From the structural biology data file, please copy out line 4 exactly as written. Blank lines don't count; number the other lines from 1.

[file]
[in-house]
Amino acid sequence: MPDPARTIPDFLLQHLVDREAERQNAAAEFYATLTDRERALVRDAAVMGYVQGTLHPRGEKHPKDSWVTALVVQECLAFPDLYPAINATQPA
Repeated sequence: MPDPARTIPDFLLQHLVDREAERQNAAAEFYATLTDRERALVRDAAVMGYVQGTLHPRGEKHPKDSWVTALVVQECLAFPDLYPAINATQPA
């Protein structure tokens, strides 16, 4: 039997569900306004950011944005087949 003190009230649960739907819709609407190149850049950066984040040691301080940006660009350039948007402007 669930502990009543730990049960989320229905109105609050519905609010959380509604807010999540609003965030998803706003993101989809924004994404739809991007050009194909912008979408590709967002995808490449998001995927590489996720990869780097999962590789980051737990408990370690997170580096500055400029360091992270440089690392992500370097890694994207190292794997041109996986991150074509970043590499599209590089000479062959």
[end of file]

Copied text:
């Protein structure tokens, strides 16, 4: 039997569900306004950011944005087949 003190009230649960739907819709609407190149850049950066984040040691301080940006660009350039948007402007 669930502990009543730990049960989320229905109105609050519905609010959380509604807010999540609003965030998803706003993101989809924004994404739809991007050009194909912008979408590709967002995808490449998001995927590489996720990869780097999962590789980051737990408990370690997170580096500055400029360091992270440089690392992500370097890694994207190292794997041109996986991150074509970043590499599209590089000479062959």